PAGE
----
My girlfriend is a very attractive professional model. However, she gets very insecure when my female trainees and mentees interact with me. I am extremely devoted as a professional and take my mentoring role very seriously. I would never turn down a genuine need for help from a mentee or a trainee. I am also committed in my relationship with my girlfriend. However her insecurity is creating a lot of conflict and stress between us. What should I do?
A contentious topic needs to be appreciated for the pain it causes but when too many emotions get involved, this becomes a challenge. Have you communicated with her that this recurring source of conflict is eroding what you’ll share? This revelation will be a pivotal first step in helping you’ll understand each other’s hopes and dreams better. Be gentle in your approach.
Any revelation that sounds accusatory may make her feel defensive in return and defensive individuals seldom appreciate new ideas. Your girlfriend’s attractiveness or being a model may be a contributing factor in how she indexes herself or people around her. There is no way to prove this at the moment but this is likely to be a contributing factor. A professional model’s career is predicated on their appearance and attractiveness as deemed by the industry in keeping with quite a range of visual aesthetics and presentability standards. While calling models ‘vain’ about how they look would be a bit of an overgeneralisation, what is pivotal to appreciate is that a professional model may in fact spend a great deal of time wondering if ‘they still look as they once did’ in keeping with the fact that the industry she is in is always looking out for younger, fresher faces for the show to go on. This is a professional and personal insecurity that many models live with as they may feel that ‘they’re only good enough if they’re good looking enough’. It is important to understand if this fear or any such related fear is acting upon her and disturbing her emotionally. Is she afraid of losing you to someone younger or as she may see it (better and more emotionally compatible with you) than she is? Does she feel like she’s lived out her best days as a model already? How is her career doing?
Could she be afraid that once her looks wane, you’d no longer be interested in her? What is she really afraid of? Insecurities must be dealt with through compassionate dialogue and patience. People are extremely uncomfortable with what scares them or reminds them of the shaky timeline they inhabit. This is what makes insecurities such a difficult topic to dive straight into as people are likely to feel great shame about their own fears. A good idea would be to perhaps also schedule a visit to a relationship counsellor so her fears may be better understood if she is hesitating to open up with you about why she feels you’ll stray away from her with one of your mentees. Is there a precedent for such behaviour in her previous relationships (if any)? Have you ever given her reason to suspect your faithfulness to her or the relationship?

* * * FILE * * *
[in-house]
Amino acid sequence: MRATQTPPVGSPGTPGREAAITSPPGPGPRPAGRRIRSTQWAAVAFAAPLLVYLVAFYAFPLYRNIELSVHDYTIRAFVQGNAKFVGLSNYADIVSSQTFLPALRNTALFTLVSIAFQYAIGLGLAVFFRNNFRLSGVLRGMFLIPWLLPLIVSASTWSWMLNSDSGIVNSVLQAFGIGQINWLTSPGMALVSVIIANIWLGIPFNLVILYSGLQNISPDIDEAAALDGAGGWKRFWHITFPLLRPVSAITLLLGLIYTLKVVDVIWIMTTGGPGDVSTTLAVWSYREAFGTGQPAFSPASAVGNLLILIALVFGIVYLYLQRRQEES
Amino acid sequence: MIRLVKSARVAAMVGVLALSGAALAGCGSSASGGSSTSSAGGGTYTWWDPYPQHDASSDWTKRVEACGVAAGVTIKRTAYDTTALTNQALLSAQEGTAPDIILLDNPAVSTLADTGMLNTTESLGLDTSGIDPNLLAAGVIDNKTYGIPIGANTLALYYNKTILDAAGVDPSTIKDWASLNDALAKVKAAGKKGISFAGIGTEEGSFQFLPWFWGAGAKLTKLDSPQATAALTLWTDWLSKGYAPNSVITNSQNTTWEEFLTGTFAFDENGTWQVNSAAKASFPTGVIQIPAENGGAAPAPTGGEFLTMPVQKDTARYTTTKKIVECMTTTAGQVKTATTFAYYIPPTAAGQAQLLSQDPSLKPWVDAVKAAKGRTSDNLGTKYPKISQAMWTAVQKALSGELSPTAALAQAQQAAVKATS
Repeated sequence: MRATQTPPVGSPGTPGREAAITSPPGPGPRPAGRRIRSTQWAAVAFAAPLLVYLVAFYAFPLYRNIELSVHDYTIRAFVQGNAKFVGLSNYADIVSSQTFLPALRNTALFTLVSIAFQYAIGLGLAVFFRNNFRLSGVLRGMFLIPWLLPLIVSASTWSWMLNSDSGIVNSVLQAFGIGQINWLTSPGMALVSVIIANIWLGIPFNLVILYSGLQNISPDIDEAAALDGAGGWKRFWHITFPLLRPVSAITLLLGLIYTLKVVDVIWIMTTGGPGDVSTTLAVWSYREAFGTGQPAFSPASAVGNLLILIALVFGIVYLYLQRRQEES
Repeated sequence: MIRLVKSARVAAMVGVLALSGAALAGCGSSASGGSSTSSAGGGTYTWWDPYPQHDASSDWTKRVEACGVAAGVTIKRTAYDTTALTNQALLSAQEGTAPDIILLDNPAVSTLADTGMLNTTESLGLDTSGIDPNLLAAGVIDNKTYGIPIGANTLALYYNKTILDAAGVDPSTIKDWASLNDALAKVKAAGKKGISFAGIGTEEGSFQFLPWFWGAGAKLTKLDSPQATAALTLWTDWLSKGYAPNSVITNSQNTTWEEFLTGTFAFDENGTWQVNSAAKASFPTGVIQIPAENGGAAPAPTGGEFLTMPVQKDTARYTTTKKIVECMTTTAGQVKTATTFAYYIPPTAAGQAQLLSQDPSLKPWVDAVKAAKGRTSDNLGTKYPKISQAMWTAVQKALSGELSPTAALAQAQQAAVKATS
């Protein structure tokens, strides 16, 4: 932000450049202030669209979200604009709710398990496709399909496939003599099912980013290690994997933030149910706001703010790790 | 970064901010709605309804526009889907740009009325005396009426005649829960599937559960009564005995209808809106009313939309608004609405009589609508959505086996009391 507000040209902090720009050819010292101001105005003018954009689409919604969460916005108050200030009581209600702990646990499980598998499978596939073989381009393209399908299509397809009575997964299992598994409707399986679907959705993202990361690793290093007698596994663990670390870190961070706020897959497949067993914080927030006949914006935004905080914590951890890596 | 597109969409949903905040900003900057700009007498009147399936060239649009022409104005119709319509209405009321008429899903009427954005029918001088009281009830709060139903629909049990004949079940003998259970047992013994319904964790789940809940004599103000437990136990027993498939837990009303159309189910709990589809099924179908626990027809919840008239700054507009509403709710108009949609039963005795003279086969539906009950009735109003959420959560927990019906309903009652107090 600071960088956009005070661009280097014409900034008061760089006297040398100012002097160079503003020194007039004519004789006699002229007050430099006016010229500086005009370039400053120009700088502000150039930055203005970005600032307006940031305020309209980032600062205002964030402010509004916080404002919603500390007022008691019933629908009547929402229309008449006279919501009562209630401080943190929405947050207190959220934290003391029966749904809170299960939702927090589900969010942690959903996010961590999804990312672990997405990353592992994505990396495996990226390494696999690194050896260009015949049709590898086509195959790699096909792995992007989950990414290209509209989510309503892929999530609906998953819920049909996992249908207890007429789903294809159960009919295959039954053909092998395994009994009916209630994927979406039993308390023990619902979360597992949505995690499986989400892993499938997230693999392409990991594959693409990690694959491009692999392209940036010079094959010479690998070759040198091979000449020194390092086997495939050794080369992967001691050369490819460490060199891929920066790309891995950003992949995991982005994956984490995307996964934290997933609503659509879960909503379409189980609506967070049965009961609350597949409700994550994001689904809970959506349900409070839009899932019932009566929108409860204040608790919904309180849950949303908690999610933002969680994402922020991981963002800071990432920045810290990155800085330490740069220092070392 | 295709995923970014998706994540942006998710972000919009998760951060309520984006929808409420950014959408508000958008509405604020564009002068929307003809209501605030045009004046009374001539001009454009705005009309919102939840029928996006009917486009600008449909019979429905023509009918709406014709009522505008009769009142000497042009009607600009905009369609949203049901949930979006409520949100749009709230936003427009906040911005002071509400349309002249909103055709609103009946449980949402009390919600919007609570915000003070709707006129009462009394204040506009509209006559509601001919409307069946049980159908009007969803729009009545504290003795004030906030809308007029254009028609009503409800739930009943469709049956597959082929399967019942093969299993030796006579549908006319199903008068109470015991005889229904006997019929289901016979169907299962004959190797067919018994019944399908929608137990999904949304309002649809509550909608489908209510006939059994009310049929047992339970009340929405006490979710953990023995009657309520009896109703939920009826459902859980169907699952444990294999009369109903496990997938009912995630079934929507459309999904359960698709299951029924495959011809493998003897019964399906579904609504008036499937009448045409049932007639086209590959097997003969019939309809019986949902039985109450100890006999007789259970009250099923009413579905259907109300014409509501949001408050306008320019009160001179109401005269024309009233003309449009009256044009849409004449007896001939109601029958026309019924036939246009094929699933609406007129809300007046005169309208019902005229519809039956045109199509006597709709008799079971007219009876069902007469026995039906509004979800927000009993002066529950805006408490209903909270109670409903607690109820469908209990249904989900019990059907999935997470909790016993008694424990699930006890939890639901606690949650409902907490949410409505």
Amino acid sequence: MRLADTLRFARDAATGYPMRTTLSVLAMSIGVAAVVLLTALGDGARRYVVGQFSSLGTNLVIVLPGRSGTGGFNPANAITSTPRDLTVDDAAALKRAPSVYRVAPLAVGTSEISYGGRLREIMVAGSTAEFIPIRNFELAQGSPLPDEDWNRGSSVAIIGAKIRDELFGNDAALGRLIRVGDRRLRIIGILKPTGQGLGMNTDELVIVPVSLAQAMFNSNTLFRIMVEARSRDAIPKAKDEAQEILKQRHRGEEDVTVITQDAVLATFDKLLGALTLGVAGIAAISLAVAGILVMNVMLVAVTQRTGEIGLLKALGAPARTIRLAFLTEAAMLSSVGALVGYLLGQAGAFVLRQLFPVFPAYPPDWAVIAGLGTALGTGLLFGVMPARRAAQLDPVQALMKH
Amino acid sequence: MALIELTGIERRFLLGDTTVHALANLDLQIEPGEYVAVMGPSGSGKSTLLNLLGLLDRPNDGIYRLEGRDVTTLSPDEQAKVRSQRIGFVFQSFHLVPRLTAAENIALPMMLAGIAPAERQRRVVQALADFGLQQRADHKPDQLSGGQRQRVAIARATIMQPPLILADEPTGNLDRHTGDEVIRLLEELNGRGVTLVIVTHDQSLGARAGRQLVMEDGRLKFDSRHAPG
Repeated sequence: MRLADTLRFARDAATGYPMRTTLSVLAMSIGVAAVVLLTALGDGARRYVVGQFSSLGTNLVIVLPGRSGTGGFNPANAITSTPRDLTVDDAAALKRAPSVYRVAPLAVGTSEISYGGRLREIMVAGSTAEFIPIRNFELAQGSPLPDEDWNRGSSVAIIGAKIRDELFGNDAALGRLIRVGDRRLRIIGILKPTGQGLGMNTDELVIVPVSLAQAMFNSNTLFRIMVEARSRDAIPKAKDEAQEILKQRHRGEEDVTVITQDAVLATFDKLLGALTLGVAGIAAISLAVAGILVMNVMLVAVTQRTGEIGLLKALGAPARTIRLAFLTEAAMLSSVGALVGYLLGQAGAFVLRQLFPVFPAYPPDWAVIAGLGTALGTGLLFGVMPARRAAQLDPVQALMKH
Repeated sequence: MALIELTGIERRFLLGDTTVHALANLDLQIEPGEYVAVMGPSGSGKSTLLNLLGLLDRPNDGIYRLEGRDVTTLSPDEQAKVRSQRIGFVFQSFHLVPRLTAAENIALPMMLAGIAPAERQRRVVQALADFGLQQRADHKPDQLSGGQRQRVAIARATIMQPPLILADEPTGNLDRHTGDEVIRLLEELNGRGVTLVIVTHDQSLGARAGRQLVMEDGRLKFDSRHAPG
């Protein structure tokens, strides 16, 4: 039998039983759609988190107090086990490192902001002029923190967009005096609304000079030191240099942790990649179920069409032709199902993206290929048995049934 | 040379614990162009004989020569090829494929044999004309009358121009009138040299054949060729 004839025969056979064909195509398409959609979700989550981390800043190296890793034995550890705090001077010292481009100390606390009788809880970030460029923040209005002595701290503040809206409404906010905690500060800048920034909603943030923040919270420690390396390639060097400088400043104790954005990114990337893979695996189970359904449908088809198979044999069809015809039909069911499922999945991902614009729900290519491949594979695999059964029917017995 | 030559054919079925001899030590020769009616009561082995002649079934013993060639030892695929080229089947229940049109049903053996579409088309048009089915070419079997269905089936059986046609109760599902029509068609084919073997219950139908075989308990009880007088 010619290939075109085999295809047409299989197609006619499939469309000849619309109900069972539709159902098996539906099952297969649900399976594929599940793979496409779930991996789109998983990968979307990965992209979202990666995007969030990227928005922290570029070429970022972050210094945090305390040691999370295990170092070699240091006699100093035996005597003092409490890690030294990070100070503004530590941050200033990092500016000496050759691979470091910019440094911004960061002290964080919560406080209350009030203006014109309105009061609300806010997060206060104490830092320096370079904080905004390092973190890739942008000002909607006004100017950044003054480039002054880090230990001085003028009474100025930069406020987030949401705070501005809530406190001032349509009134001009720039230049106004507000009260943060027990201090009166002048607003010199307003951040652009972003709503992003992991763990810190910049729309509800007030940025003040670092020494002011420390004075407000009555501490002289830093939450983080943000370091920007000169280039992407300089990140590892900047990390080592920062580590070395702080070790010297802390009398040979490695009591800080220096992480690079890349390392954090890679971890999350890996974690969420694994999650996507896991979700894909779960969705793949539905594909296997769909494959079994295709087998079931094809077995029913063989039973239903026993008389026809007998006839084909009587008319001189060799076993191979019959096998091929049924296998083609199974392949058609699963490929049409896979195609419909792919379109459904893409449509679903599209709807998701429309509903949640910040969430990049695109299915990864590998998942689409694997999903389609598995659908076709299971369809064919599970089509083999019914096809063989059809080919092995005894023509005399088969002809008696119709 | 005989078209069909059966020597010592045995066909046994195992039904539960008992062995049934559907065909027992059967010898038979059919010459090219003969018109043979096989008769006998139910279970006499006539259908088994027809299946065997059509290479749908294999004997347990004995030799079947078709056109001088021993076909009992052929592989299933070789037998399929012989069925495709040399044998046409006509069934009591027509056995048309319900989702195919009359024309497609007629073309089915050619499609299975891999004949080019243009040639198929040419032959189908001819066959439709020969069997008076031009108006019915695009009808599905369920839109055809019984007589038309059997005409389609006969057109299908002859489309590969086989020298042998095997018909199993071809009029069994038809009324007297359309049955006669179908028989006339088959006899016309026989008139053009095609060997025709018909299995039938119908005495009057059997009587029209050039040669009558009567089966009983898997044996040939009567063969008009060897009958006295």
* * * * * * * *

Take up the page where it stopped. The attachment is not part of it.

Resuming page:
Is she insecure about other aspects of her life as well and is she generally someone who doesn’t trust people to do right by her? The answer to these questions will help clear the air but firstly also clarify what exactly is going on in her mind when she feels insecure. To understand the source of her fears and the direction that she’d like to choose for the relationship you’ll share would be a crucial starting step in remedying the situation. To gain this clarity, you’re going to have to initiate a dialogue. All clarity will follow once she talks about what ‘she thinks will happen between you’ll’ in contrast with ‘what’s really happening between you’ll’. She may also need to share ‘what she’d like to see happening’ in the relationship and intimacy you’ll share with each other. Our wishes and dreams are attempts at keeping track with our core personalities. Re-assure her of your commitment to the relationship.
Be earnest and genuine about it. Token words of compassion can be seen through with great ease. Open up a dialogue. Keep it clean. This means parking aside the desire to punish, mock, blame or shame each other. If a dialogue feels too weighted and intimidating at this juncture, a visit to a relationship counsellor may help add some much needed objectivity to the situation. You’ll will come back learning new communication tools and perhaps even feel better understood by each other. Fresh perspectives yield fresh approaches and that is precisely how all successful relationships stay on course.